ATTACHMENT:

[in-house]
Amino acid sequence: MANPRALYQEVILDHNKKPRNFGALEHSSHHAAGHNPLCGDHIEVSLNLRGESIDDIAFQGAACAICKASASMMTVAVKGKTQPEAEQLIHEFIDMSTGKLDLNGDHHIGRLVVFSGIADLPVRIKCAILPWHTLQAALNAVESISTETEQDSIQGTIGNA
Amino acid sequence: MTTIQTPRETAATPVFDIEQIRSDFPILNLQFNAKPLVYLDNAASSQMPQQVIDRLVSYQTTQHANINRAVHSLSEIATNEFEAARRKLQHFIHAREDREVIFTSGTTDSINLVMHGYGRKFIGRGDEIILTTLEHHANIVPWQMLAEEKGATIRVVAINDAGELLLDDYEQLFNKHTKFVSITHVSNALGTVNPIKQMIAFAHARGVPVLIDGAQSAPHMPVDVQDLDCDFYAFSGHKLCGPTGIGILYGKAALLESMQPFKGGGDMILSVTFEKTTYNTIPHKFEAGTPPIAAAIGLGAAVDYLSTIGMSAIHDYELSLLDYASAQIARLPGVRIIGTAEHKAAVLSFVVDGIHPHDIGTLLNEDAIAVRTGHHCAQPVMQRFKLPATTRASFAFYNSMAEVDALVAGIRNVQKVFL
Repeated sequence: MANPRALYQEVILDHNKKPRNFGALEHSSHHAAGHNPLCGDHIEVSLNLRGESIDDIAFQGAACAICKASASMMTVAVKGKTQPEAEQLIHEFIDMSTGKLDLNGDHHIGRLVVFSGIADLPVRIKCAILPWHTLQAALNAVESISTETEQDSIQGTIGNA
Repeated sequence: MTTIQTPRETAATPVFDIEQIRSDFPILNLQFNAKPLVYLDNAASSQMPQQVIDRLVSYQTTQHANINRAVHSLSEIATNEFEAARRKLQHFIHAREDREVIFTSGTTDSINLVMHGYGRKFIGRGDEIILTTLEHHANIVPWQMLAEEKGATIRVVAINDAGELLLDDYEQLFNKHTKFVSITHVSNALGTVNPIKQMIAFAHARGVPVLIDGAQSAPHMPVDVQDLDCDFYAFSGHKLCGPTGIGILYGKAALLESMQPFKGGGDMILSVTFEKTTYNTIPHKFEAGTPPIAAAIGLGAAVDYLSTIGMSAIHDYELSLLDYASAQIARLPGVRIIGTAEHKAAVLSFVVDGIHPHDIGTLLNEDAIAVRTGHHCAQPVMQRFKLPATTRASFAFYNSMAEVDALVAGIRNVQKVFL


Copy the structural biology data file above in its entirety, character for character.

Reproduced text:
[in-house]
Amino acid sequence: MANPRALYQEVILDHNKKPRNFGALEHSSHHAAGHNPLCGDHIEVSLNLRGESIDDIAFQGAACAICKASASMMTVAVKGKTQPEAEQLIHEFIDMSTGKLDLNGDHHIGRLVVFSGIADLPVRIKCAILPWHTLQAALNAVESISTETEQDSIQGTIGNA
Amino acid sequence: MTTIQTPRETAATPVFDIEQIRSDFPILNLQFNAKPLVYLDNAASSQMPQQVIDRLVSYQTTQHANINRAVHSLSEIATNEFEAARRKLQHFIHAREDREVIFTSGTTDSINLVMHGYGRKFIGRGDEIILTTLEHHANIVPWQMLAEEKGATIRVVAINDAGELLLDDYEQLFNKHTKFVSITHVSNALGTVNPIKQMIAFAHARGVPVLIDGAQSAPHMPVDVQDLDCDFYAFSGHKLCGPTGIGILYGKAALLESMQPFKGGGDMILSVTFEKTTYNTIPHKFEAGTPPIAAAIGLGAAVDYLSTIGMSAIHDYELSLLDYASAQIARLPGVRIIGTAEHKAAVLSFVVDGIHPHDIGTLLNEDAIAVRTGHHCAQPVMQRFKLPATTRASFAFYNSMAEVDALVAGIRNVQKVFL
Repeated sequence: MANPRALYQEVILDHNKKPRNFGALEHSSHHAAGHNPLCGDHIEVSLNLRGESIDDIAFQGAACAICKASASMMTVAVKGKTQPEAEQLIHEFIDMSTGKLDLNGDHHIGRLVVFSGIADLPVRIKCAILPWHTLQAALNAVESISTETEQDSIQGTIGNA
Repeated sequence: MTTIQTPRETAATPVFDIEQIRSDFPILNLQFNAKPLVYLDNAASSQMPQQVIDRLVSYQTTQHANINRAVHSLSEIATNEFEAARRKLQHFIHAREDREVIFTSGTTDSINLVMHGYGRKFIGRGDEIILTTLEHHANIVPWQMLAEEKGATIRVVAINDAGELLLDDYEQLFNKHTKFVSITHVSNALGTVNPIKQMIAFAHARGVPVLIDGAQSAPHMPVDVQDLDCDFYAFSGHKLCGPTGIGILYGKAALLESMQPFKGGGDMILSVTFEKTTYNTIPHKFEAGTPPIAAAIGLGAAVDYLSTIGMSAIHDYELSLLDYASAQIARLPGVRIIGTAEHKAAVLSFVVDGIHPHDIGTLLNEDAIAVRTGHHCAQPVMQRFKLPATTRASFAFYNSMAEVDALVAGIRNVQKVFL